Robert S. Mueller III’s public statement Wednesday about his investigation sharply increased pressure on House Speaker Nancy Pelosi to open an impeachment process that she has resisted, with several Democratic presidential candidates demanding that Congress act.
Pelosi (D-San Francisco) remained noncommittal, but half a dozen presidential candidates issued demands just minutes after Mueller reiterated that his report did not exonerate President Trump.
“If we had had confidence that the president clearly did not commit a crime, we would have said so,” Mueller said. He also noted that the Justice Department policy that forbids indicting a sitting president explicitly refers to alternatives.
“The opinion says the Constitution requires a process other than the criminal justice system to formally accuse a sitting president of wrongdoing,” he said.
Although Mueller had said the same thing in his report, presidential hopefuls — and some sitting House members — took his repetition of those words in a televised, public statement as an invitation for Congress to begin the impeachment process.
Their comments highlighted the degree to which large parts of the Democratic voter base want Congress to go further than Pelosi has been willing to support.
Pelosi and her allies have concerns that a focus on impeachment would simply help Trump rally his own supporters and would detract from Democratic efforts to gain attention for their legislative agenda. They also fear that since a Republican-majority Senate would almost surely refuse to convict Trump, an unsuccessful impeachment effort would allow him to claim exoneration.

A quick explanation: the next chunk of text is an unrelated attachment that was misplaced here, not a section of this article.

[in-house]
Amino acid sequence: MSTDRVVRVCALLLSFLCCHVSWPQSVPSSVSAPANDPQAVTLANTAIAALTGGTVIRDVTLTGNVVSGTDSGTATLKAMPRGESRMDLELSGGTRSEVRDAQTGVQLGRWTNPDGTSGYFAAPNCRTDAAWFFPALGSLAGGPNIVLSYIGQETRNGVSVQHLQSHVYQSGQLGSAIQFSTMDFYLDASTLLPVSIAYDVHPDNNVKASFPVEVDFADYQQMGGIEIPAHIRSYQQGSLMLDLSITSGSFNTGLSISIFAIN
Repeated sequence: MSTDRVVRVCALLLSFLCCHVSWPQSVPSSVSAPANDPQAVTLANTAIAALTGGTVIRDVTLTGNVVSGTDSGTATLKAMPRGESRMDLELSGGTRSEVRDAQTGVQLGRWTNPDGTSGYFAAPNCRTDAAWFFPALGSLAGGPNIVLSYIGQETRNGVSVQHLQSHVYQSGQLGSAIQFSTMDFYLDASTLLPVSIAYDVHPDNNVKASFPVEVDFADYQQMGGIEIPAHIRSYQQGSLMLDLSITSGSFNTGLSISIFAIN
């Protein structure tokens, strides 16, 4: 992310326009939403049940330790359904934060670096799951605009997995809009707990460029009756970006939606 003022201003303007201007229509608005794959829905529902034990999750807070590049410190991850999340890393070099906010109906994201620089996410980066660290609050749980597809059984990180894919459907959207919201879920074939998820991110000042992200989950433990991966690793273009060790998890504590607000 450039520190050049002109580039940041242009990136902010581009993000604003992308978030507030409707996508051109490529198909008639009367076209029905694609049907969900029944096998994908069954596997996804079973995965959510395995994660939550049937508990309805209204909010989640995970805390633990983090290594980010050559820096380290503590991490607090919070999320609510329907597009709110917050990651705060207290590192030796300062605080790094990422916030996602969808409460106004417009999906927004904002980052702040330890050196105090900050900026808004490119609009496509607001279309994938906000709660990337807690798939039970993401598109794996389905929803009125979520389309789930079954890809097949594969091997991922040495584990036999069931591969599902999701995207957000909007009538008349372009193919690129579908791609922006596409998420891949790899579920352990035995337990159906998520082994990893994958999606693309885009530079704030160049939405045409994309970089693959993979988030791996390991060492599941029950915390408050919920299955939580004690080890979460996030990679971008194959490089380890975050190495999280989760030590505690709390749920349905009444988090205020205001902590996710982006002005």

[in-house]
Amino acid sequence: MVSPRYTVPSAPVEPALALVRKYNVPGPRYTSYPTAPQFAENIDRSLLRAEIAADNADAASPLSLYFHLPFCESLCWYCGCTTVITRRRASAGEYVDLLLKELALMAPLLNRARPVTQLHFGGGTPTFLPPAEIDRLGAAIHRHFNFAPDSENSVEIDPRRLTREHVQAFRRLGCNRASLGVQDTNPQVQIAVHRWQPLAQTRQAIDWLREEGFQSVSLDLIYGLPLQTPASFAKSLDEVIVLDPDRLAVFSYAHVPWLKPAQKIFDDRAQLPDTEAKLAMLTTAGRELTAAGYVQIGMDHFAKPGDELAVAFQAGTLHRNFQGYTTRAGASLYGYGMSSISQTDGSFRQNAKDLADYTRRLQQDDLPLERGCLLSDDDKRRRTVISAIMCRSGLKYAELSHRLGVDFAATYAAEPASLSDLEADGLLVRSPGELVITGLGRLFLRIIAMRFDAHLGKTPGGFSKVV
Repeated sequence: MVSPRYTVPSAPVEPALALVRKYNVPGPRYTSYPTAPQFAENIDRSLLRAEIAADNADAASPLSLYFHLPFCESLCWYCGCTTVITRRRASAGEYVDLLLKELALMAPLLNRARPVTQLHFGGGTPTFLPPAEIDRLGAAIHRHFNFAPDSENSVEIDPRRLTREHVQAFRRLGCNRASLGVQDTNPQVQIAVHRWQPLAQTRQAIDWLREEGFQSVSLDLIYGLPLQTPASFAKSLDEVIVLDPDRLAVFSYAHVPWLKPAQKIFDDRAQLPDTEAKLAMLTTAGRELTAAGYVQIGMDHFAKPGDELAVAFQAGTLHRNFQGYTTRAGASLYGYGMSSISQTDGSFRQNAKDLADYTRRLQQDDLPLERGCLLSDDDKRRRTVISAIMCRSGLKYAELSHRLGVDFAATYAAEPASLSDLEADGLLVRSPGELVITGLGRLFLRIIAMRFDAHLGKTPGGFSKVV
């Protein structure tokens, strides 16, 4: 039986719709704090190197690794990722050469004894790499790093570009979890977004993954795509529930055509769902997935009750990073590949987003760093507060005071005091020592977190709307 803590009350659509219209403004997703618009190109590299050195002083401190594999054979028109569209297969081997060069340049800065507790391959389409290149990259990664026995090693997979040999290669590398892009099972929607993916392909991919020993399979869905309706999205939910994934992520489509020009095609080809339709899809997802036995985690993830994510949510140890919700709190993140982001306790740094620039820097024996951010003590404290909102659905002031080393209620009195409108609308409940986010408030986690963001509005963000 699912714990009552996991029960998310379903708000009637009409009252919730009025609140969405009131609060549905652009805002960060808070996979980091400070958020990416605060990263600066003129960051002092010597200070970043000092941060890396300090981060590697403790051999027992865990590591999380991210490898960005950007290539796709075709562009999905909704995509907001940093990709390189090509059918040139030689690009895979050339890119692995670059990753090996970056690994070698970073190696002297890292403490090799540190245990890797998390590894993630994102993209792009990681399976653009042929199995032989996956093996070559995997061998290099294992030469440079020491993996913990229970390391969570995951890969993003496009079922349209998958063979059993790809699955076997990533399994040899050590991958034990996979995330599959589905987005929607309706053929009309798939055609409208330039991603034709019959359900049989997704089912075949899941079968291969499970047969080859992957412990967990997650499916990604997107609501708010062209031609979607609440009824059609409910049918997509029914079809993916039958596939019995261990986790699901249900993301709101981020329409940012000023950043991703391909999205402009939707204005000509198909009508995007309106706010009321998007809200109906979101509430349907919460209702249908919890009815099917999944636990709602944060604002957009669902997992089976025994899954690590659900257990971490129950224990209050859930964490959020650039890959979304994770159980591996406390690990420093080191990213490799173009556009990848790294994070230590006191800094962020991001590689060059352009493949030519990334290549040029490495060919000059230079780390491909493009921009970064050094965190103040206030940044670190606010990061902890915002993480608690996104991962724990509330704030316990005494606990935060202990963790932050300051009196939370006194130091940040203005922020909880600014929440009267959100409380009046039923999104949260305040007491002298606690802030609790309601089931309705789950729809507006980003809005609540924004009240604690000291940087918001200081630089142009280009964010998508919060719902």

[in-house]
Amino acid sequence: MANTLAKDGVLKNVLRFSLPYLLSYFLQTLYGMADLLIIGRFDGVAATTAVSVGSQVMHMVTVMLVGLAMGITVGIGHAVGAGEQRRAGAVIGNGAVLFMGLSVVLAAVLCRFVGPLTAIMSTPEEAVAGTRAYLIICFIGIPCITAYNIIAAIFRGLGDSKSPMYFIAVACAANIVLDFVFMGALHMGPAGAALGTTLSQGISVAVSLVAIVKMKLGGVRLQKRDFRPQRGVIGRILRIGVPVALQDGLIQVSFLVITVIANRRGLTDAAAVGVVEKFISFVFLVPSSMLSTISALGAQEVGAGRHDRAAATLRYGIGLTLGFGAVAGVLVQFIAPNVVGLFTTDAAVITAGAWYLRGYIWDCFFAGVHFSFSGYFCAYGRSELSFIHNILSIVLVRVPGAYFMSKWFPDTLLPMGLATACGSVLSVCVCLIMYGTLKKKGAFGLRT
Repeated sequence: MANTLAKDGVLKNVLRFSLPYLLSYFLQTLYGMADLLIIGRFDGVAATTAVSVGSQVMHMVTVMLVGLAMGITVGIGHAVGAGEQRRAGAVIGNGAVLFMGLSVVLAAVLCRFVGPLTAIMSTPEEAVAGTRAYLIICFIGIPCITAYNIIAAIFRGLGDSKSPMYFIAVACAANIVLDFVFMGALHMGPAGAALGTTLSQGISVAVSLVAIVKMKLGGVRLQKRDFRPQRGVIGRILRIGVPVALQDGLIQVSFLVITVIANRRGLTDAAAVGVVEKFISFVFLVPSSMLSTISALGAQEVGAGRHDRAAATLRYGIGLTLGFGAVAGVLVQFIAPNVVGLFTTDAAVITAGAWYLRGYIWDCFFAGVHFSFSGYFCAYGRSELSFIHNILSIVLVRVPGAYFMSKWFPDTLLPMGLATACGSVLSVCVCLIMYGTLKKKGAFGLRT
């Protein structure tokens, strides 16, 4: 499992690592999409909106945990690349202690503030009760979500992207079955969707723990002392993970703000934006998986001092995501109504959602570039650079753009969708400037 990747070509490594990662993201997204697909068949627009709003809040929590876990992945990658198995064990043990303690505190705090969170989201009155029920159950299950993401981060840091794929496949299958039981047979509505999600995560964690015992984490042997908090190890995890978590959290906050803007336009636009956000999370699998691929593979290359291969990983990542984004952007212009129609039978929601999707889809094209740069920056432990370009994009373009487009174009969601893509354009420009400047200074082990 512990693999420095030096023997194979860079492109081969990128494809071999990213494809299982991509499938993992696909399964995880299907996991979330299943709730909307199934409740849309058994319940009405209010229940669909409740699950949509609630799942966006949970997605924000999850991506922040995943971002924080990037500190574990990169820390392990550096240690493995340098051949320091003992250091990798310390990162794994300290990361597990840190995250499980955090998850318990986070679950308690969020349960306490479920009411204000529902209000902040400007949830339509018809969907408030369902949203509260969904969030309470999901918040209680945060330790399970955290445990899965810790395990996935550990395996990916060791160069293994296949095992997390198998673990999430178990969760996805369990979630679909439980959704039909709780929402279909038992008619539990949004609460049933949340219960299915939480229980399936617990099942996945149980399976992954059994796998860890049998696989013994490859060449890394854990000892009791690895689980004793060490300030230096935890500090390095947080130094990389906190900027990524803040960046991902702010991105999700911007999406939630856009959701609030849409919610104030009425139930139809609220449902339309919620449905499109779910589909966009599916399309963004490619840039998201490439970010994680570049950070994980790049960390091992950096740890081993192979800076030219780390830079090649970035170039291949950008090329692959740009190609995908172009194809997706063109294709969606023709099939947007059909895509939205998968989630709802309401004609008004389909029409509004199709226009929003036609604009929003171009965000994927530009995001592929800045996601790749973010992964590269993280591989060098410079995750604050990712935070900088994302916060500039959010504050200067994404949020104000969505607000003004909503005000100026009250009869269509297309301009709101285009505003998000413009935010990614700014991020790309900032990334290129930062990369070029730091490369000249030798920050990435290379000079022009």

But many other Democratic leaders, including several of the party’s presidential hopefuls, disagree, saying that if the evidence suggests Trump abused his authority or committed criminal acts, Congress can’t refuse to act.
“What Robert Mueller basically did was return an impeachment referral,” Sen. Kamala Harris (D-Calif.), who has previously supported impeachment, said on Twitter as she campaigned in South Carolina. “Now it is up to Congress to hold this president accountable.”
New calls for impeachment proceedings came from candidates who had previously not embraced the idea, including Sens. Cory Booker of New Jersey, Kirsten Gillibrand of New York and former Rep. Beto O’Rourke of Texas.
“We have one remaining path to ensure justice is served. It is our legal and moral obligation to hold those who have committed crimes accountable. It’s clear that the House must begin impeachment proceedings. No one is above the law,” said Booker, who had previously called impeachment talk premature.